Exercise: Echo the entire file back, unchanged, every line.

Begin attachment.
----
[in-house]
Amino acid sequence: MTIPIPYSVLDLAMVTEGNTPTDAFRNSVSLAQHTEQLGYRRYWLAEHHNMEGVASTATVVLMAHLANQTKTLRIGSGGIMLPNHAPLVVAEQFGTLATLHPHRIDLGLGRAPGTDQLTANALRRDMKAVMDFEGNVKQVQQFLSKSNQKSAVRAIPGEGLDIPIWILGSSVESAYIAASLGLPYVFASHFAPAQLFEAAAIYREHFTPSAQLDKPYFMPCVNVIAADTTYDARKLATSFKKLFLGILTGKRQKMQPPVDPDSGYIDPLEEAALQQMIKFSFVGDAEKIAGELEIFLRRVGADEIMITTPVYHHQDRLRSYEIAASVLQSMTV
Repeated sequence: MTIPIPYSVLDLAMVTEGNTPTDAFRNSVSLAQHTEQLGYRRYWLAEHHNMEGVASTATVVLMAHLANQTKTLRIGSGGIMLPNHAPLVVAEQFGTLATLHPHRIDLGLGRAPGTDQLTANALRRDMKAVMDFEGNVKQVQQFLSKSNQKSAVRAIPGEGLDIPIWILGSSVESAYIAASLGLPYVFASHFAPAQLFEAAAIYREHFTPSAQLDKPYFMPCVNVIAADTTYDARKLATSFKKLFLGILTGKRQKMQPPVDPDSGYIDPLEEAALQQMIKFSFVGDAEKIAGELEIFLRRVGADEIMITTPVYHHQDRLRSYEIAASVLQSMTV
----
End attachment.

[in-house]
Amino acid sequence: MTIPIPYSVLDLAMVTEGNTPTDAFRNSVSLAQHTEQLGYRRYWLAEHHNMEGVASTATVVLMAHLANQTKTLRIGSGGIMLPNHAPLVVAEQFGTLATLHPHRIDLGLGRAPGTDQLTANALRRDMKAVMDFEGNVKQVQQFLSKSNQKSAVRAIPGEGLDIPIWILGSSVESAYIAASLGLPYVFASHFAPAQLFEAAAIYREHFTPSAQLDKPYFMPCVNVIAADTTYDARKLATSFKKLFLGILTGKRQKMQPPVDPDSGYIDPLEEAALQQMIKFSFVGDAEKIAGELEIFLRRVGADEIMITTPVYHHQDRLRSYEIAASVLQSMTV
Repeated sequence: MTIPIPYSVLDLAMVTEGNTPTDAFRNSVSLAQHTEQLGYRRYWLAEHHNMEGVASTATVVLMAHLANQTKTLRIGSGGIMLPNHAPLVVAEQFGTLATLHPHRIDLGLGRAPGTDQLTANALRRDMKAVMDFEGNVKQVQQFLSKSNQKSAVRAIPGEGLDIPIWILGSSVESAYIAASLGLPYVFASHFAPAQLFEAAAIYREHFTPSAQLDKPYFMPCVNVIAADTTYDARKLATSFKKLFLGILTGKRQKMQPPVDPDSGYIDPLEEAALQQMIKFSFVGDAEKIAGELEIFLRRVGADEIMITTPVYHHQDRLRSYEIAASVLQSMTV